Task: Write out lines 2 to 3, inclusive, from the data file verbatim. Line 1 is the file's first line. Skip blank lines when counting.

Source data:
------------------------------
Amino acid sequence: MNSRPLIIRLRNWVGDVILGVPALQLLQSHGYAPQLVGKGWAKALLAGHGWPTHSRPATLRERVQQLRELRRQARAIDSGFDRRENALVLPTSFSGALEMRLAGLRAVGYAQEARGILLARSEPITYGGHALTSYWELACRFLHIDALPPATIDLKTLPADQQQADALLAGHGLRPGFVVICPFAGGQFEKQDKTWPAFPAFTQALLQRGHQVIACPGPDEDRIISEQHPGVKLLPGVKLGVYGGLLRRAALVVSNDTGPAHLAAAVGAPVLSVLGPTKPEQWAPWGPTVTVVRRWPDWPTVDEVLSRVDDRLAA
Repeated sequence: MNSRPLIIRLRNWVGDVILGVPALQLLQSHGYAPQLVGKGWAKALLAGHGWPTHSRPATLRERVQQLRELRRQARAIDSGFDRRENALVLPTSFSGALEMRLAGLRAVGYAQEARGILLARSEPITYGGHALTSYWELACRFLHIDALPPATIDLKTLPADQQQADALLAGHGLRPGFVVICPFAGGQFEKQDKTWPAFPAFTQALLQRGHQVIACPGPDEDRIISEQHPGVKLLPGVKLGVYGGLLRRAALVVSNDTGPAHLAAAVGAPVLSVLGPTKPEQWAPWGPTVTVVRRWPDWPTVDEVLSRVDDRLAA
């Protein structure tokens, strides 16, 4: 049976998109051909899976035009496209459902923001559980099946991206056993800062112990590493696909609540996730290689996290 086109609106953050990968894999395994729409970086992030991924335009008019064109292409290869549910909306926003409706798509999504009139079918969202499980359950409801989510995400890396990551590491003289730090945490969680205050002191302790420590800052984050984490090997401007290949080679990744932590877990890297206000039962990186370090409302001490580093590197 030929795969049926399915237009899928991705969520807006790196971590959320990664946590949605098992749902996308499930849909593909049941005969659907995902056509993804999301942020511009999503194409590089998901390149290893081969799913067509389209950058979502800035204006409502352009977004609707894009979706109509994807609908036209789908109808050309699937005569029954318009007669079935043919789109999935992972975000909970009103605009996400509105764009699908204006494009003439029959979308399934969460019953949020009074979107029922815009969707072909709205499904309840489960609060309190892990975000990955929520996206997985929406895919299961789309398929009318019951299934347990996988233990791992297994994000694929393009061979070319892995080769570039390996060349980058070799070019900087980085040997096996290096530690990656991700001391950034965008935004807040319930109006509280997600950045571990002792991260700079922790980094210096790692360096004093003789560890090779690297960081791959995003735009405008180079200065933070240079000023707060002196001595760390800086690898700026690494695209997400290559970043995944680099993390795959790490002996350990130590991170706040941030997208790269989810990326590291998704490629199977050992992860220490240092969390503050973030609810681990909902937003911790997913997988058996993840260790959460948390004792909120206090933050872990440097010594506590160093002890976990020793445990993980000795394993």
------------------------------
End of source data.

Repeated sequence: MNSRPLIIRLRNWVGDVILGVPALQLLQSHGYAPQLVGKGWAKALLAGHGWPTHSRPATLRERVQQLRELRRQARAIDSGFDRRENALVLPTSFSGALEMRLAGLRAVGYAQEARGILLARSEPITYGGHALTSYWELACRFLHIDALPPATIDLKTLPADQQQADALLAGHGLRPGFVVICPFAGGQFEKQDKTWPAFPAFTQALLQRGHQVIACPGPDEDRIISEQHPGVKLLPGVKLGVYGGLLRRAALVVSNDTGPAHLAAAVGAPVLSVLGPTKPEQWAPWGPTVTVVRRWPDWPTVDEVLSRVDDRLAA
């Protein structure tokens, strides 16, 4: 049976998109051909899976035009496209459902923001559980099946991206056993800062112990590493696909609540996730290689996290 086109609106953050990968894999395994729409970086992030991924335009008019064109292409290869549910909306926003409706798509999504009139079918969202499980359950409801989510995400890396990551590491003289730090945490969680205050002191302790420590800052984050984490090997401007290949080679990744932590877990890297206000039962990186370090409302001490580093590197 030929795969049926399915237009899928991705969520807006790196971590959320990664946590949605098992749902996308499930849909593909049941005969659907995902056509993804999301942020511009999503194409590089998901390149290893081969799913067509389209950058979502800035204006409502352009977004609707894009979706109509994807609908036209789908109808050309699937005569029954318009007669079935043919789109999935992972975000909970009103605009996400509105764009699908204006494009003439029959979308399934969460019953949020009074979107029922815009969707072909709205499904309840489960609060309190892990975000990955929520996206997985929406895919299961789309398929009318019951299934347990996988233990791992297994994000694929393009061979070319892995080769570039390996060349980058070799070019900087980085040997096996290096530690990656991700001391950034965008935004807040319930109006509280997600950045571990002792991260700079922790980094210096790692360096004093003789560890090779690297960081791959995003735009405008180079200065933070240079000023707060002196001595760390800086690898700026690494695209997400290559970043995944680099993390795959790490002996350990130590991170706040941030997208790269989810990326590291998704490629199977050992992860220490240092969390503050973030609810681990909902937003911790997913997988058996993840260790959460948390004792909120206090933050872990440097010594506590160093002890976990020793445990993980000795394993």